“We are soothed as we read; and withal is a calm astonishment that ideas so apparently obvious have never occurred or been presented to us before.”
Though Hawthorne’s literary works are often complex in their meaning and theme, his distinctive stylistic writing simplifies the text, yielding a more accessible and more interesting text. Hawthorne’s Wakefield, in particular, is a perfect example. Wakefield is written in a kind of conversational folklore. In other words, Hawthorne writes as though he is conversing with his reader and in doing so, he stays true to his theme of “twice-told tales”. In Poe’s critique of Hawthorne, Poe stated that, as readers, “We are soothed as we read”, which is true. Hawthorne sets the tone of ease by first conjuring an image of casual storytelling. Although he doesn’t explicitly set this scene, his conversation with the reader is similar to that of an elder telling a child a folktale. The first and most obvious example comes in his introductory paragraph. “In some old magazine or newspaper, I recollect a story, told as truth, of a man–let us call him Wakefield–who absented himself for a long time, from his wife”. Personally, I was able to connect and visualize the story immediately, settling into the twice-told tale/folktale. As the text continues, there are numerous examples of this in his questions such as “What sort of a man was Wakefield”, in his interjections “Let us now imagine Wakefield bidding adieu to his wife”, and exclamations “Wakefield! Whither are you going?” In addition, Poe states that Hawthorne’s distinct style extends to the way he presented his ideas. Poe recognized that through the progression of Hawthorne’s work, as Hawthorne would introduce new ideas, he presented his ideas as fact. Hawthorne introduced his ideas so persuasively, that the reader would think his ideas were obvious. Although Hawthorne doesn’t explicitly state his ideas, he certainly injects his thoughts on the story. “His fate was turning on the pivot”, “It is perilous to make a chasm in human affections”, and finally his conclusion that “individuals are so nicely adjusted to a system…and to a whole, that, by stepping by for a moment, a man exposes himself to a fearful risk of losing his place forever.” In essence, Hawthorne not only interjects his ideas in the text, but more clearly in his social observations that seem so plainly apparent in his style.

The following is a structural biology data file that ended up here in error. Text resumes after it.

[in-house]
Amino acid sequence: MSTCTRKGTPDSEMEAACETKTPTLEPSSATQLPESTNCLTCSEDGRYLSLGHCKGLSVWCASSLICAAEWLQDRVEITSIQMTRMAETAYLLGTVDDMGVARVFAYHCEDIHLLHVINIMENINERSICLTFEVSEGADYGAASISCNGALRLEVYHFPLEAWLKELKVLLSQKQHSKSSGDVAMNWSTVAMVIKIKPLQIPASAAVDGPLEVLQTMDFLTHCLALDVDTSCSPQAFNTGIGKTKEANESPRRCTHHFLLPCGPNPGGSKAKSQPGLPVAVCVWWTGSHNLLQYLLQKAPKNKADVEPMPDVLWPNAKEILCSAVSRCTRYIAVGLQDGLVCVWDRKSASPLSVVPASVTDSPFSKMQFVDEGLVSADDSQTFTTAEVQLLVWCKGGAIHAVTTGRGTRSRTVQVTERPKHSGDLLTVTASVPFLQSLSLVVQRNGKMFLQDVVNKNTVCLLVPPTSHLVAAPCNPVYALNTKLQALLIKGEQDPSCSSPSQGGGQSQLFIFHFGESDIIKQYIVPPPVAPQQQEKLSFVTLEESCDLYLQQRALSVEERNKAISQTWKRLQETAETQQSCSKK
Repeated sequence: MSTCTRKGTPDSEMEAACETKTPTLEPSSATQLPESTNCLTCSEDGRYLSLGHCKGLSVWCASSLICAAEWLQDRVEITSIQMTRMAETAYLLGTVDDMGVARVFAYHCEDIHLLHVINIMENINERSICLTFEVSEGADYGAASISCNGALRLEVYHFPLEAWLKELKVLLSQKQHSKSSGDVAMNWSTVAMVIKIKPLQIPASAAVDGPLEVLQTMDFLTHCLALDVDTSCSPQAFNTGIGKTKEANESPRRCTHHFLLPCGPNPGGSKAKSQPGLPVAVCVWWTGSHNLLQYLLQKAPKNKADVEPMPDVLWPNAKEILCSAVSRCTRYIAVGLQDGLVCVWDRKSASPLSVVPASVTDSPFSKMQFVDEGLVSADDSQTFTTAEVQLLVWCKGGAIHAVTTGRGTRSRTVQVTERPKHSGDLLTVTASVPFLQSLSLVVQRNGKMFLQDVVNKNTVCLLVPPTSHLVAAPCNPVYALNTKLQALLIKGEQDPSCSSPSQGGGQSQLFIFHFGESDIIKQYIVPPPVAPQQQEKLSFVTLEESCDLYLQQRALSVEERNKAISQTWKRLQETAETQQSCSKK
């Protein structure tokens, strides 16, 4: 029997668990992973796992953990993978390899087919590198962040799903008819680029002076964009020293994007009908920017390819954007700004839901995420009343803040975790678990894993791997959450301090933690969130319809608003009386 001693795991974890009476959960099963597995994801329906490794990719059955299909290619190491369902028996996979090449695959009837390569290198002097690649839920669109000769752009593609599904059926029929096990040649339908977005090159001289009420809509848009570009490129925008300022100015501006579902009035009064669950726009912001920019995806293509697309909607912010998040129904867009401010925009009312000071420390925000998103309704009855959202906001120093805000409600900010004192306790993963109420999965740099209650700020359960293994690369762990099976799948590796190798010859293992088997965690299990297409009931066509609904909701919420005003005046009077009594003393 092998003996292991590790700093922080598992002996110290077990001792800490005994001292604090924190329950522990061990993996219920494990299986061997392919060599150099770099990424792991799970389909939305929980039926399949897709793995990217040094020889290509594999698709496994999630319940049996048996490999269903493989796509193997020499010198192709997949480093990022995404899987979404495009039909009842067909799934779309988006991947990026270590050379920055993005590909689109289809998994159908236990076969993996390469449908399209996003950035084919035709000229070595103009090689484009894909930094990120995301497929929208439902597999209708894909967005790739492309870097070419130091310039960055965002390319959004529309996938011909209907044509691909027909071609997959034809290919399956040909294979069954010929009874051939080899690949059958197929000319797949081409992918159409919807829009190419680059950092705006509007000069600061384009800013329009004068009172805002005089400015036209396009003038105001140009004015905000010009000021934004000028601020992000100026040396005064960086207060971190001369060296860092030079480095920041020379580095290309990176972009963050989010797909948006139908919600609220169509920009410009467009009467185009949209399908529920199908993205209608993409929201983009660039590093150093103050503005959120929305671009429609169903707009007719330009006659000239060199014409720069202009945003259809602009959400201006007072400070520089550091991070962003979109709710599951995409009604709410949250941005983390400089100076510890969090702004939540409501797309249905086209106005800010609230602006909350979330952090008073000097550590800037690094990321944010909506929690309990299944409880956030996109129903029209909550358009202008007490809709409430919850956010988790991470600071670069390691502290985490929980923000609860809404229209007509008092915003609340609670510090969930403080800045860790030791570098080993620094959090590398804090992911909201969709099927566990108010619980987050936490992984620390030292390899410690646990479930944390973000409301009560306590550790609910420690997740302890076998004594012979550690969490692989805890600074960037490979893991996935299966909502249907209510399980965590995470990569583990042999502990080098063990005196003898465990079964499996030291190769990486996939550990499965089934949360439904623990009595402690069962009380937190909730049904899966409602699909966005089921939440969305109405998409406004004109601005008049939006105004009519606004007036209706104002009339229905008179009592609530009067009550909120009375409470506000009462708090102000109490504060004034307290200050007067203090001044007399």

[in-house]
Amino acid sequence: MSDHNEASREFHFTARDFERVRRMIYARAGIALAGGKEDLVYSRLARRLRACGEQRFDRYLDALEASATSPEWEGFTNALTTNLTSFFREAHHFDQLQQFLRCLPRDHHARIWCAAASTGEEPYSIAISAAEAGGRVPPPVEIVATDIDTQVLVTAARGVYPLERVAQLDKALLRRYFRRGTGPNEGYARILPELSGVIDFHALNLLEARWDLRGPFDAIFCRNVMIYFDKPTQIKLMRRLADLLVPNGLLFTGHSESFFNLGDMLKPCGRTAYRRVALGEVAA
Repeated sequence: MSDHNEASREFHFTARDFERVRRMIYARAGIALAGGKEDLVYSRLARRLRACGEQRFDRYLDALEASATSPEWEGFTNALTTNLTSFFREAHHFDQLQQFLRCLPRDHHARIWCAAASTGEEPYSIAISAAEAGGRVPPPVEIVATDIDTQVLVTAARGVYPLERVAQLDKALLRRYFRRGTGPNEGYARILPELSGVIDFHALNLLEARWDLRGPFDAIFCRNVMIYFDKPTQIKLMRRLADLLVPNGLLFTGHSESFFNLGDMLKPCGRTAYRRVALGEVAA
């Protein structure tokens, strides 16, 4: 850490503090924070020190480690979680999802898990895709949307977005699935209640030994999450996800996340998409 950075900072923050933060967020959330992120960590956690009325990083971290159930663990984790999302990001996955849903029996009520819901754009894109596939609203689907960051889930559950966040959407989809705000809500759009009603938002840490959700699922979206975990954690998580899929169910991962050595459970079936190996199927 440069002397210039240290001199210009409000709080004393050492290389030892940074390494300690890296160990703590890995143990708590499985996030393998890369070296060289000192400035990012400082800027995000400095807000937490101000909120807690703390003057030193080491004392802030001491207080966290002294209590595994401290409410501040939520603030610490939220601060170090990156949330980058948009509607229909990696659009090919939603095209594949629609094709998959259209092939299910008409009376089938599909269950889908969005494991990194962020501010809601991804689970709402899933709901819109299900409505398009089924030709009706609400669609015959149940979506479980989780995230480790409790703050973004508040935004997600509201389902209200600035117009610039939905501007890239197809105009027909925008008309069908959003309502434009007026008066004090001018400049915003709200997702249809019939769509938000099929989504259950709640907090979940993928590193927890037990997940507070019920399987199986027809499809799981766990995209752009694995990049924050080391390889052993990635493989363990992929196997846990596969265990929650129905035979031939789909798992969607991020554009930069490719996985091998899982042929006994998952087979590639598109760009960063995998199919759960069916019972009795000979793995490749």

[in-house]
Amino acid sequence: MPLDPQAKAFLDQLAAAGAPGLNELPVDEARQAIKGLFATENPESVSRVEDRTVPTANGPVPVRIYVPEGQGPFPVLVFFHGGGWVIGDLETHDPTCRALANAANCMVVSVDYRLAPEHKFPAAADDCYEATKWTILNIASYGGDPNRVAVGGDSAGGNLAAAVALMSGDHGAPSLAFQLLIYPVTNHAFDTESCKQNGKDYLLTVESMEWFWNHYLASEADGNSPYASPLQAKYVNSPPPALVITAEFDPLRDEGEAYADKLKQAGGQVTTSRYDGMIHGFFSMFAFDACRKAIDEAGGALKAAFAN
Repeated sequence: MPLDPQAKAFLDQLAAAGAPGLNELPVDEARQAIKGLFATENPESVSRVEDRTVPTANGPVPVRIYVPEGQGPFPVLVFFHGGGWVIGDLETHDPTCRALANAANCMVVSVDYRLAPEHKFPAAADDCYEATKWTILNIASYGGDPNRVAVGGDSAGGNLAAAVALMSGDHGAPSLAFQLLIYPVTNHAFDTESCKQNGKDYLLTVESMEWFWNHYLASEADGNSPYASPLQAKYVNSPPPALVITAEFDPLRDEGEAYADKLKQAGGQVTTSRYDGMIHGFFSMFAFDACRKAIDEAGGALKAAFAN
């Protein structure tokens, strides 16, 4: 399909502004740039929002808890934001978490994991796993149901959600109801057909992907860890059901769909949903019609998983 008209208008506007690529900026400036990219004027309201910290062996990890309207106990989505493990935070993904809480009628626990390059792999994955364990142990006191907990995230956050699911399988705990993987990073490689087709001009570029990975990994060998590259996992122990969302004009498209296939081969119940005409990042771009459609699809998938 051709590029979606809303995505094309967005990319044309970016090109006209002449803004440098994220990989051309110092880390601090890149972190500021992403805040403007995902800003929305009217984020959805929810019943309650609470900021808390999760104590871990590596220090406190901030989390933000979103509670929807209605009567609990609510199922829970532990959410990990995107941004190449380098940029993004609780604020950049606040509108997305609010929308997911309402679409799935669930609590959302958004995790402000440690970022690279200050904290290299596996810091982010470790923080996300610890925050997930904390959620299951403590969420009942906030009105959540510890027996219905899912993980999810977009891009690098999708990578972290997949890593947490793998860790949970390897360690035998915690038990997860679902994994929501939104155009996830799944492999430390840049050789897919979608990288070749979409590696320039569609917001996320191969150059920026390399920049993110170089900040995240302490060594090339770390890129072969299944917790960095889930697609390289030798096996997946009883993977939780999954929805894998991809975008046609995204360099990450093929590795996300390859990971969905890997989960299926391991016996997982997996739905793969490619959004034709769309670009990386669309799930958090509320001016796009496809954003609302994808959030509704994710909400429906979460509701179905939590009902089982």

Find Poe’s original review of Hawthorne’s work here